STORY WRITTEN BY NATHAN LERNER
For Digital First Media
Imagine that you’re a Finnish teen, on a hunting mission in the woods to kill a deer. If you succeed, you can prove to the local townsfolk that he has reached manhood. That’s what 13-year old Oskari (Onni Tommila) is doing in “Big Game.”
Oskari is living in the shadow of his illustrious father. The latter is a famed hunter, who had slain a bear on his own inaugural solo hunt years before.
The next thing you know, Oskari is face to face with the President of the United States, William Alan Moore, played by Samuel L. Jackson.
It turns out that President Moore has been the target of an attempted assassination plot. He’s exited Air Force One by using an escape pod, which has crash landed in a remote Finnish forest.
Now, President Moore is being carefully monitored on satellite surveillance video equipment by the Vice President (Victor Garber), the C.I.A. director (Felicity Huffman), and a retired C.I.A. field operative, Herbert, (Jim Broadbent). The latter has been brought onboard as a consultant.
Who’s behind the plot to assassinate President Moore? Is it some wild-eyed Talibani driven by ideological motivations? Or could it be a domestic terrorist with an agenda that is more mundane than restoring an Islamic caliphate?
Will Oskari prove his mettle and enable President Moore to survive? Or will the stuffed heads of these two newly-minted comrades end up as hunting trophies?
“Big Game” was reportedly shot on a budget of $8.5 million. That would make it an extremely modest budget for a U.S. film. However, it is the most expensive Finnish film ever shot.
Opens at select theaters on Friday, June 26. PG – 13 (for sequences of intense action and violence, and some language) 90 minutes. Relativity Media. In Finnish and English.
Back in 2012, Seth MacFarlane conjured up the idea for a film with a talking teddy bear. Sound like the premise of a cute kids film? Not so fast — MaFarlane was the creator of “Family Guy,” a hard-edged television comedy. His talking bear, the eponymous Ted, wasn’t the cuddly protagonist of some innocuous film for pre-schoolers. No indeed — as voiced by MacFarlane, this teddy bear was a foul-mouthed creature. He was an unabashed purveyor of politically incorrect remarks, scatological humor, and sexual innuendo.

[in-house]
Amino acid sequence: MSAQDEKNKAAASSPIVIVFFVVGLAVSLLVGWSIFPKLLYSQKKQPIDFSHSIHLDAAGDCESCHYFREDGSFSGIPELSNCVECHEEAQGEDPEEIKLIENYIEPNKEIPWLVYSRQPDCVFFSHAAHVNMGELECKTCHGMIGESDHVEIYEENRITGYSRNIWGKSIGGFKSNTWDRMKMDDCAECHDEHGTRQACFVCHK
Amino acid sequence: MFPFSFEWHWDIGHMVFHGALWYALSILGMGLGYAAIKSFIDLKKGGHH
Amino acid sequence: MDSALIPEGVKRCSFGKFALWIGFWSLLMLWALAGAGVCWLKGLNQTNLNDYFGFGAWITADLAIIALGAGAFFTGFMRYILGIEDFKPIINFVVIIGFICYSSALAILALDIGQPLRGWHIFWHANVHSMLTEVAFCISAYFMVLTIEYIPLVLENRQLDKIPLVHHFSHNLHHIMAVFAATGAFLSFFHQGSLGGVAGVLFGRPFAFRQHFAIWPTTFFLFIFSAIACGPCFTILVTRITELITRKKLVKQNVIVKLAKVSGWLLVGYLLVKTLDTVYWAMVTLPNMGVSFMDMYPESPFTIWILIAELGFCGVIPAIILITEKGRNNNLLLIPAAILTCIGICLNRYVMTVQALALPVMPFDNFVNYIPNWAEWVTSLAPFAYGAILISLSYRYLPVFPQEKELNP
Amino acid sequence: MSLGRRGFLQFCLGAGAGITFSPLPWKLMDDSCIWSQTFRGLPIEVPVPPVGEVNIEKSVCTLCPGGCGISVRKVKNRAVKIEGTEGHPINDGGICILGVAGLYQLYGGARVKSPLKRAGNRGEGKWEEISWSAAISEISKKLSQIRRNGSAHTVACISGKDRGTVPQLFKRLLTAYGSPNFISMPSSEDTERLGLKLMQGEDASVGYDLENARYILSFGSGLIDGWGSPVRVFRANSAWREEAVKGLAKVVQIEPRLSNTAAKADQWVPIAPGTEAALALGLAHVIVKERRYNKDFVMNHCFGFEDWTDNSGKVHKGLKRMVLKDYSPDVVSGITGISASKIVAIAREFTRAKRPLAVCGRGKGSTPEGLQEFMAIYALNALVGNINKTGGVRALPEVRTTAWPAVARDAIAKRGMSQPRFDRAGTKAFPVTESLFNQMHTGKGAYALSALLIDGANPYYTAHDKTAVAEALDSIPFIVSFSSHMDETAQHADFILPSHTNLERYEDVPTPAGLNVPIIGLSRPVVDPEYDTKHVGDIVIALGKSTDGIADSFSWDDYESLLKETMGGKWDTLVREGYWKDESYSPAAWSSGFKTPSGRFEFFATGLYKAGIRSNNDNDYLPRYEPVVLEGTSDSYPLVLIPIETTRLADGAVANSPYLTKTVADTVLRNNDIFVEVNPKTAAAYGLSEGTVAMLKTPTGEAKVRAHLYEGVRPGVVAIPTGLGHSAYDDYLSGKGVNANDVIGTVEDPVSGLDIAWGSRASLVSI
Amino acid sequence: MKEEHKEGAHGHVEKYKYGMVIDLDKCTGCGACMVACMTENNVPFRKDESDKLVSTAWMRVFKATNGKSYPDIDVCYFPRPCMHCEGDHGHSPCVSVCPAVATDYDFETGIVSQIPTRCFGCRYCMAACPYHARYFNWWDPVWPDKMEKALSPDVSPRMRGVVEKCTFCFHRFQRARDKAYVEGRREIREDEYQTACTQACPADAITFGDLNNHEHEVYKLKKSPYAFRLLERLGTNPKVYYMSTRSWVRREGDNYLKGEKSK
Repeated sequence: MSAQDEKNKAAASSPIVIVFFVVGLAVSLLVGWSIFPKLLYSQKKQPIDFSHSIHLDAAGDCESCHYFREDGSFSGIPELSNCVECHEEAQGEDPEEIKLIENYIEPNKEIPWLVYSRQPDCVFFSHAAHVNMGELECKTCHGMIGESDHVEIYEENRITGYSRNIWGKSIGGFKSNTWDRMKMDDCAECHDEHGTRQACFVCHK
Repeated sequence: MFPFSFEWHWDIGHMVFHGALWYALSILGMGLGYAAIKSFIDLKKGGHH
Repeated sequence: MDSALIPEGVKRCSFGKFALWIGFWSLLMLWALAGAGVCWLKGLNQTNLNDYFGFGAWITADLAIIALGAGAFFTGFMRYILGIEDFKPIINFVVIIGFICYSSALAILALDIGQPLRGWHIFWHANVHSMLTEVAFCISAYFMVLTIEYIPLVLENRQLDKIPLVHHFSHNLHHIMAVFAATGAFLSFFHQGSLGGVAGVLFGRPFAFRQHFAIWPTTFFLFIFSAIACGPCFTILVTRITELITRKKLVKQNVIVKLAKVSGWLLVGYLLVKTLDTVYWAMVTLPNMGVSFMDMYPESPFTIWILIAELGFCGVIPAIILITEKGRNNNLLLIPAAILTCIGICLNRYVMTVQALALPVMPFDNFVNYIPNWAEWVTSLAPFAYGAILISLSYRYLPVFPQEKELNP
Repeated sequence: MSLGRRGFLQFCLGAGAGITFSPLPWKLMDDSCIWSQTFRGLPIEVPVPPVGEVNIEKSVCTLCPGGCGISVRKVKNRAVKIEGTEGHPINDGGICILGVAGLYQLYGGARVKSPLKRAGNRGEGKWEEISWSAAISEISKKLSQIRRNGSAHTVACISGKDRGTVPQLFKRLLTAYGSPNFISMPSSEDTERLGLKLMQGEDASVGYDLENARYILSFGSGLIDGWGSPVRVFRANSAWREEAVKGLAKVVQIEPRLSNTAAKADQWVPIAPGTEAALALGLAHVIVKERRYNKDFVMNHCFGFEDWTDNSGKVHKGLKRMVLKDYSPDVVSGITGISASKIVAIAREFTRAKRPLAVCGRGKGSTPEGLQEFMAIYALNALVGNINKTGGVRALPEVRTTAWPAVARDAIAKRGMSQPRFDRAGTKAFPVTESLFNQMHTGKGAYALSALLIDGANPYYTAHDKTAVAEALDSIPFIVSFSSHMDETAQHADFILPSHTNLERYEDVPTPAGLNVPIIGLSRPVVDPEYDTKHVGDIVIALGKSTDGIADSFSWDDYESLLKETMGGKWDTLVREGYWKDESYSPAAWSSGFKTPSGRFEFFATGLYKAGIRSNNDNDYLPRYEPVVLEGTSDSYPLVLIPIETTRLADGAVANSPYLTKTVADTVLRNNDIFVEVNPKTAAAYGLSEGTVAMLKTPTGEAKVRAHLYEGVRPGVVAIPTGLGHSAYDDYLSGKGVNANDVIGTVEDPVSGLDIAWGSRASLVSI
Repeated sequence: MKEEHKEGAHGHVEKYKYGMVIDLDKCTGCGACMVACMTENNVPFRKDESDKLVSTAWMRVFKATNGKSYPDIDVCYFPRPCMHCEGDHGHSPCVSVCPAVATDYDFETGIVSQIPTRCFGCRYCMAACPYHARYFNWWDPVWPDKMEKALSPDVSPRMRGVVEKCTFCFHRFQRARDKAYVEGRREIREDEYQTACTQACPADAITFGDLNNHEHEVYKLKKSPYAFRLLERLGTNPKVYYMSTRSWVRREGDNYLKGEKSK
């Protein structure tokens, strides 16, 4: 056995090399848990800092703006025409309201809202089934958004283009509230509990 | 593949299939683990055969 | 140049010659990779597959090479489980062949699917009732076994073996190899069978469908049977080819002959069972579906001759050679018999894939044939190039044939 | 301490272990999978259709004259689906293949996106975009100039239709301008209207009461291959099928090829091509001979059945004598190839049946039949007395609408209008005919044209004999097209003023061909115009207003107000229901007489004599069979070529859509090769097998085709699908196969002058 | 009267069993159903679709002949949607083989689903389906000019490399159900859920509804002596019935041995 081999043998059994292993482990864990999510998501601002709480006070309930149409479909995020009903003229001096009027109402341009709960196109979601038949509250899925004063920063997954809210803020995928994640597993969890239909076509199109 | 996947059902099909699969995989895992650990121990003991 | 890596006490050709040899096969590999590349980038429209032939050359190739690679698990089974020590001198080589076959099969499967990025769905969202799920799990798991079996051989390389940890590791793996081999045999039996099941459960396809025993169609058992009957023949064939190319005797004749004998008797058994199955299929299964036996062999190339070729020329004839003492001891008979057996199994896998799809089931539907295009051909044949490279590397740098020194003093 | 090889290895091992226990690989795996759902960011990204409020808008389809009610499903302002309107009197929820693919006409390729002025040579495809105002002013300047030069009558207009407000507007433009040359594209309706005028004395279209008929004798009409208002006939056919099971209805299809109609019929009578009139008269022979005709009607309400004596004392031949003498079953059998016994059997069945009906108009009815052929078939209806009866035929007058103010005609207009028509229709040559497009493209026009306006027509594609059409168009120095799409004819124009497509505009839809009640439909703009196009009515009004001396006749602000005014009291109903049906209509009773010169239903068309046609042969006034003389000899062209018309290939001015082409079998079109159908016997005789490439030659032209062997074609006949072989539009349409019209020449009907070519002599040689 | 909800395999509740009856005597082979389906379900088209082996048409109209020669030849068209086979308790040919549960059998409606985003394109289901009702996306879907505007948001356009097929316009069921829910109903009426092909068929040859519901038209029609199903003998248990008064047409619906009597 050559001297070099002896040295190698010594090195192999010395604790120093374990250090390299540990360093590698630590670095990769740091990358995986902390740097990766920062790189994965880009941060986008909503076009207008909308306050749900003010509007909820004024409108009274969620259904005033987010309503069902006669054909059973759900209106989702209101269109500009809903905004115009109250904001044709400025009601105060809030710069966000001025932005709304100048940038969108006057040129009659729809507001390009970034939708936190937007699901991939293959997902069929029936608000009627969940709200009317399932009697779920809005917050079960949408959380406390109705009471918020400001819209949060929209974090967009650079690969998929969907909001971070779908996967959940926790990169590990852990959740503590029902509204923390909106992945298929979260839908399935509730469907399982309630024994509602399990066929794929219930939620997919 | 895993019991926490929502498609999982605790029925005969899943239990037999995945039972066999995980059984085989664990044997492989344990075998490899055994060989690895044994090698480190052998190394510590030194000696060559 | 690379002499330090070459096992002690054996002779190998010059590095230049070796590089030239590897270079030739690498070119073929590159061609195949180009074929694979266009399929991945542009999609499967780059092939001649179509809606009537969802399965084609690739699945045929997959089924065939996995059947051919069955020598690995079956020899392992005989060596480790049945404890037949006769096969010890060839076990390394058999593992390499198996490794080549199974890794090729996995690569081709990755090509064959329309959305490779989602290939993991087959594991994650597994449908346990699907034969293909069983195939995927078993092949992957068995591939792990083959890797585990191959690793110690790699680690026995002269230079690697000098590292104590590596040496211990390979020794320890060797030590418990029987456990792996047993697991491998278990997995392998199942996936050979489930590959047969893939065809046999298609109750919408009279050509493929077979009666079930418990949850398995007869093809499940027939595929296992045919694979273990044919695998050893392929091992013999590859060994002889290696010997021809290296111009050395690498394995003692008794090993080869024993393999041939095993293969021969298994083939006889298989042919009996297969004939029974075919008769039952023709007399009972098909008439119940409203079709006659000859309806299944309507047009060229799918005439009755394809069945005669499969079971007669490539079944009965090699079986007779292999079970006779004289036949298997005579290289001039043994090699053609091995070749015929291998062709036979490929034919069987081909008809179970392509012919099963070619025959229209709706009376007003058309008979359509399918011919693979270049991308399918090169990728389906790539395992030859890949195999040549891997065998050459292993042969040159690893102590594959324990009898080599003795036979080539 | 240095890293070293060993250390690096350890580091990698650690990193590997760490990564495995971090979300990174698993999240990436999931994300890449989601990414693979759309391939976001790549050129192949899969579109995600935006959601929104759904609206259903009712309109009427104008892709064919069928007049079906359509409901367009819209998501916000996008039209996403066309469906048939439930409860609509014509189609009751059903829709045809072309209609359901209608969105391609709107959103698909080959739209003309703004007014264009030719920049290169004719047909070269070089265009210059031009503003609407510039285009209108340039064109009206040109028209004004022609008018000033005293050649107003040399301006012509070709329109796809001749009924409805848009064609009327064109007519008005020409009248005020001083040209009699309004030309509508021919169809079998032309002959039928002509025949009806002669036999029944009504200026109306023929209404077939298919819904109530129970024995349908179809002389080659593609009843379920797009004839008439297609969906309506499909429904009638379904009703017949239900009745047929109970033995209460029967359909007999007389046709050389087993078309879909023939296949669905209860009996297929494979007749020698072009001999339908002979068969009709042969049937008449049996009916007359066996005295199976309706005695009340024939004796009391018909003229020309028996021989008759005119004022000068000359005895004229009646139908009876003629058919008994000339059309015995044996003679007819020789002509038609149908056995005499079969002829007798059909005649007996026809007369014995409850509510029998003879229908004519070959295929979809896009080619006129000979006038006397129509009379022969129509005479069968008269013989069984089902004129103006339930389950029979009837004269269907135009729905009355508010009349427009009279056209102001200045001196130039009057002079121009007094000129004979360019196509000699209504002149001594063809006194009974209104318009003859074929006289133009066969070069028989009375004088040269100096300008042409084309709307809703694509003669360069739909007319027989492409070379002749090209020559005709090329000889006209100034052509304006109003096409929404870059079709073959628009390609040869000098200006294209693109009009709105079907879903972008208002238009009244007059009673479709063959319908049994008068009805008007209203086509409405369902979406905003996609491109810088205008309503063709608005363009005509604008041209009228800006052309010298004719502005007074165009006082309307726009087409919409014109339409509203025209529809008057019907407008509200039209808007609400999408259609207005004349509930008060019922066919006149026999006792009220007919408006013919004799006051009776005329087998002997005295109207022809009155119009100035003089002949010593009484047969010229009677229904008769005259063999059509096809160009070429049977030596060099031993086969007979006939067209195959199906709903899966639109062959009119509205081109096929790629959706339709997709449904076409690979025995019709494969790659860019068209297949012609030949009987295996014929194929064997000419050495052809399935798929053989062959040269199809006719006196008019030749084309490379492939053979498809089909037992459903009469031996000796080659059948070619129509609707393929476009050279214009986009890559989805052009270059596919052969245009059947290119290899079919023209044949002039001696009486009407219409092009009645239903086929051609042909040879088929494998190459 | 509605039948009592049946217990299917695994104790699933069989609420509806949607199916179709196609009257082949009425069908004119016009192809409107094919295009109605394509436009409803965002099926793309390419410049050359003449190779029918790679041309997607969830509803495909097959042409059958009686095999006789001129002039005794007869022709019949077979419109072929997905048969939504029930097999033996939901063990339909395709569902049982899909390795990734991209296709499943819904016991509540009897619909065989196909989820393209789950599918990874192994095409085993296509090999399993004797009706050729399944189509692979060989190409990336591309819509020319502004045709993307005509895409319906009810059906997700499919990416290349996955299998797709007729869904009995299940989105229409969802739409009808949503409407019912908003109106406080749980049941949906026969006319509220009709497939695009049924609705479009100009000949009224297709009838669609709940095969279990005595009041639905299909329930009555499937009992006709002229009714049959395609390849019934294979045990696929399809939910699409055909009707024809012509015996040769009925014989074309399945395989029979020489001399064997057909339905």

The film was based on the notion that Ted had come to life as the result of the fervent wish of his human owner, John Bennett (Mark Wahlberg). Fast forward a few decades and John and Ted are still fast friends.
Did I mention that Ted has the libidinous appetites of a human being? He successfully pursued Samantha Leslie Jackson (Amanda Seyfried).
“Ted” went on to gross $550 million in international box office. So, you knew that a sequel wasn’t far behind.
As the sequel opens, Ted and Samantha are married and have decided to start a family. There’s one catch, for all of his sexual braggadocio, Ted is not anatomically equipped for procreation. So — he has to ask his old buddy, John, to act as a sperm donor. Is anyone getting skeeved out by this premise yet?
The promotional posters and trailers provide a clear warning that the sequel will be full of the same raunchy humor that graced the original.
Mila Kunis, who portrayed Mark Wahlberg’s girlfriend in Part 1, is M.I.A. However, look for appearances by the likes of New England Patriot’s quarterback, Tom Brady; Liam Neeson; Morgan Freeman; Dennis Haysbert; and David Hasselhoff (now making a follow-up career out of self-parody).
Opens wide on Thursday, June 25. R (for crude and sexual content, pervasive language, and some drug use) 115 minutes. Universal Pictures
Nathan Lerner sees over 200 feature films a year. He welcomes feedback at firstname.lastname@example.org.